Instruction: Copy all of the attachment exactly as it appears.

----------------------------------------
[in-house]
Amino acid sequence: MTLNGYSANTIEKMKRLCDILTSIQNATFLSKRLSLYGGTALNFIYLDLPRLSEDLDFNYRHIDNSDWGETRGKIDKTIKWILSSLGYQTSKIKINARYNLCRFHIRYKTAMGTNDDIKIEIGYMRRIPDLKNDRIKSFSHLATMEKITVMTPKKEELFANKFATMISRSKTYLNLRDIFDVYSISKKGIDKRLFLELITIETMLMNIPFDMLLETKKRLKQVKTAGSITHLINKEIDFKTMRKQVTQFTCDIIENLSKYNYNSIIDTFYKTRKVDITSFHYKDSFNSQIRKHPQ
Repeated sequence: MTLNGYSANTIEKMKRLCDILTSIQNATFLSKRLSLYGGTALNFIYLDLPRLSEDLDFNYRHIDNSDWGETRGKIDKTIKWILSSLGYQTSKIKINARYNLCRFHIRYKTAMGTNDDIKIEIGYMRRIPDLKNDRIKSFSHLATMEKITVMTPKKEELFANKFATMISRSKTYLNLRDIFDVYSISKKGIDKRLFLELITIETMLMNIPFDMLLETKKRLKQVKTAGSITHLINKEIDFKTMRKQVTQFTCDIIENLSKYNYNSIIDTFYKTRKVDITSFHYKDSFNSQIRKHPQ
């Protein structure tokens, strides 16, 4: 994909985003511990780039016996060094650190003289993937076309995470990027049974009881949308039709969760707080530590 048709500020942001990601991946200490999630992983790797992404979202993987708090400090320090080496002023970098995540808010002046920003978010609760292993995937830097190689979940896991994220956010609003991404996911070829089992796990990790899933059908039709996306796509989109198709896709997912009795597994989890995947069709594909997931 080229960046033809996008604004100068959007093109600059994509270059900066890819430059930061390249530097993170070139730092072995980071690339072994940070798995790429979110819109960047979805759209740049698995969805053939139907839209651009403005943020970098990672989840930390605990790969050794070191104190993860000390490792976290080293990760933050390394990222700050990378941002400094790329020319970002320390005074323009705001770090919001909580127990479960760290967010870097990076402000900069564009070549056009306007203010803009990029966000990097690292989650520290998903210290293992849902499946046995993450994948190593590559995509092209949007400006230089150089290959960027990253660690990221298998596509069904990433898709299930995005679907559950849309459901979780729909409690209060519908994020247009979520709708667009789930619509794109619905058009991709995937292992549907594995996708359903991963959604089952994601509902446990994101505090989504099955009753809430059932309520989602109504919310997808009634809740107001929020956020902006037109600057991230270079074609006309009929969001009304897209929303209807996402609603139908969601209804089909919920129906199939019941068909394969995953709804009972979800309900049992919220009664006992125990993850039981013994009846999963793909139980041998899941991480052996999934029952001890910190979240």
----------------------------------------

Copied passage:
[in-house]
Amino acid sequence: MTLNGYSANTIEKMKRLCDILTSIQNATFLSKRLSLYGGTALNFIYLDLPRLSEDLDFNYRHIDNSDWGETRGKIDKTIKWILSSLGYQTSKIKINARYNLCRFHIRYKTAMGTNDDIKIEIGYMRRIPDLKNDRIKSFSHLATMEKITVMTPKKEELFANKFATMISRSKTYLNLRDIFDVYSISKKGIDKRLFLELITIETMLMNIPFDMLLETKKRLKQVKTAGSITHLINKEIDFKTMRKQVTQFTCDIIENLSKYNYNSIIDTFYKTRKVDITSFHYKDSFNSQIRKHPQ
Repeated sequence: MTLNGYSANTIEKMKRLCDILTSIQNATFLSKRLSLYGGTALNFIYLDLPRLSEDLDFNYRHIDNSDWGETRGKIDKTIKWILSSLGYQTSKIKINARYNLCRFHIRYKTAMGTNDDIKIEIGYMRRIPDLKNDRIKSFSHLATMEKITVMTPKKEELFANKFATMISRSKTYLNLRDIFDVYSISKKGIDKRLFLELITIETMLMNIPFDMLLETKKRLKQVKTAGSITHLINKEIDFKTMRKQVTQFTCDIIENLSKYNYNSIIDTFYKTRKVDITSFHYKDSFNSQIRKHPQ
């Protein structure tokens, strides 16, 4: 994909985003511990780039016996060094650190003289993937076309995470990027049974009881949308039709969760707080530590 048709500020942001990601991946200490999630992983790797992404979202993987708090400090320090080496002023970098995540808010002046920003978010609760292993995937830097190689979940896991994220956010609003991404996911070829089992796990990790899933059908039709996306796509989109198709896709997912009795597994989890995947069709594909997931 080229960046033809996008604004100068959007093109600059994509270059900066890819430059930061390249530097993170070139730092072995980071690339072994940070798995790429979110819109960047979805759209740049698995969805053939139907839209651009403005943020970098990672989840930390605990790969050794070191104190993860000390490792976290080293990760933050390394990222700050990378941002400094790329020319970002320390005074323009705001770090919001909580127990479960760290967010870097990076402000900069564009070549056009306007203010803009990029966000990097690292989650520290998903210290293992849902499946046995993450994948190593590559995509092209949007400006230089150089290959960027990253660690990221298998596509069904990433898709299930995005679907559950849309459901979780729909409690209060519908994020247009979520709708667009789930619509794109619905058009991709995937292992549907594995996708359903991963959604089952994601509902446990994101505090989504099955009753809430059932309520989602109504919310997808009634809740107001929020956020902006037109600057991230270079074609006309009929969001009304897209929303209807996402609603139908969601209804089909919920129906199939019941068909394969995953709804009972979800309900049992919220009664006992125990993850039981013994009846999963793909139980041998899941991480052996999934029952001890910190979240």